Batumi uprising: A response to a parking penalty or to an obstructed political process?
According to a report by the Interior Ministry of Georgia, on the evening of March 11th, police officers detained two local residents for disobedience and violating traffic lights. Later, the police arrested three more people for ignoring the policemen’s orders. According to witnesses, however, the conflict began when the police gave a local resident a disproportionally high parking ticket.
In response, protesters gathered in front of the interior ministry of the Adjara region to peacefully demand the resignation of local police chiefs and the release of detainees. Members of the United National Movement opposition party arrived soon after in Batumi to join the rally, which gathered up to 1,000 people. Subsequently, the protests turned violent, with people attempting to break into a police building and setting several cars on fire. Police and special forces used tear gas and rubber bullets. As a result, about 40 residents were arrested and at least 33 people sustained injuries, including 15 policemen.
According to eyewitness accounts, at first the police rejected the demand to release the detainees and later, after the the protests escalated, they sent vague messages to the crowd offering terms for the release of those arrested.
As local protesters claimed, the direct source of anger was the decision of the newly appointed heads of police to introduce high penalties for minor offences, and the fact that police officers verbally insulted the local population, calling them “Tatars”. According to some participants, police officers deliberately used hate speech against the detained to incite anger.
Moreover, many raise the question as to whether the root cause of the uproar was the obstructed political processes in the Adjara region. According to some observers, the government let the protesters vandalise the city infrastructure and property of local residents for almost 12 hours before their immediate demands, namely the release of the detained, were addressed.
This led to accusations that the government might have deliberately slackened on the Batumi events. As several politicians and experts noted, police and security services demonstrated a dilettantish and unprofessional attitude and an unwillingness to act properly in time. It is still unknown whether the events were orchestrated or the security institutions are simply too weak to timely respond to crises.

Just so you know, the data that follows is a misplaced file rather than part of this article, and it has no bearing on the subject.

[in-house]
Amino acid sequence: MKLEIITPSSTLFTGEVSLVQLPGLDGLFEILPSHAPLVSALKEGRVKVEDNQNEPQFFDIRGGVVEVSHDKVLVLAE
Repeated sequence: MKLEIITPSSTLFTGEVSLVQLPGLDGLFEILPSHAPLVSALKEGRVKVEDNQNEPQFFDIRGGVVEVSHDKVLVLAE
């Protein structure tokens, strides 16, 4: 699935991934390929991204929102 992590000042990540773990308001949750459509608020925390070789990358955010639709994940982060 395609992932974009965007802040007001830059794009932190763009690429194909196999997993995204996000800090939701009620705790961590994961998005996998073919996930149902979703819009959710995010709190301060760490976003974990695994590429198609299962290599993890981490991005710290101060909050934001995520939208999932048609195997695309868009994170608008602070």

In the last five years of Georgian Dream rule, the country has witnessed the change of three prime ministers, four defence ministers – some lasting only several months – and a constant shuffle of security and intelligence heads. Nepotism doomed institutional capacity in defence and security institutions to tackle even basic threats and challenges. Consequently, an insufficient professionalism of policy-makers, security advisers and defence planners has led to an approach where the possibility of conflict re-escalation with Russia is not considered, and hence the capacity of a quick response to deter Russian hybrid warfare is not adequately estimated.
In a logical parallel, the Tbilisi flood of June 2015 had a very similar response time as the “Batumi uprising”. The police force, emergency services and, later, army units were deployed for rescue efforts rather than acting preventively to detect an alarming signal of upcoming possible damage and casualties.
It is difficult to compare a natural disaster and a social uprising since they are phenomena of different scopes with significantly varied predictability rates. Accordingly, when it comes to assessing the efficiency of security institutions, it is important to distinguish between governmental capacity to take preventive measures and respond to crises already at hand. However, the robustness of security structures is largely determined by their preventive rate rather than post-incident response.
The “Batumi uprising” is believed to be a reaction to the numerous instances of rigging the results of the 2016 Georgian Parliamentary Elections, in which the Georgian Dream allegedly falsified about 25,000 ballot papers in the Adjara region. On top of that, the vast majority of election promises have not been delivered, which has been accompanied by worsening social-political conditions and a constant devaluation of Georgian currency, the lari.
Finally, the lynchpin of Georgian political polarisation rests in the “blame strategy” between the UNM and Georgian Dream parties underpinned by the current political arrangement, where the country is run by the latter, while the UNM remains in opposition. The Georgian Dream’s blame rhetoric is strengthened through a constant reminder to the UNM of its unpopular political decisions in the past, feeding the vicious circle of mutual accusations. The country lacks a clear and consonant political vision and needs effective reforms to regain the popular trust.
Aside from the political clashes, it is alarming that the Batumi protesters were mainly young local residents violently responding to complex social and political issues. The government must decide whether to embrace the outcry as a political message and embark on a real change, or pedal again on UNM as the root of its failures.
Beka Kiria is a political analyst, and a member of the Younger Generation Leaders Network on Euro-Atlantic Security. He is also a former defence and security official at the Georgian Ministry of Defence, and a member of NATO’s Future Alumni Network. He tweets at @BekaKiria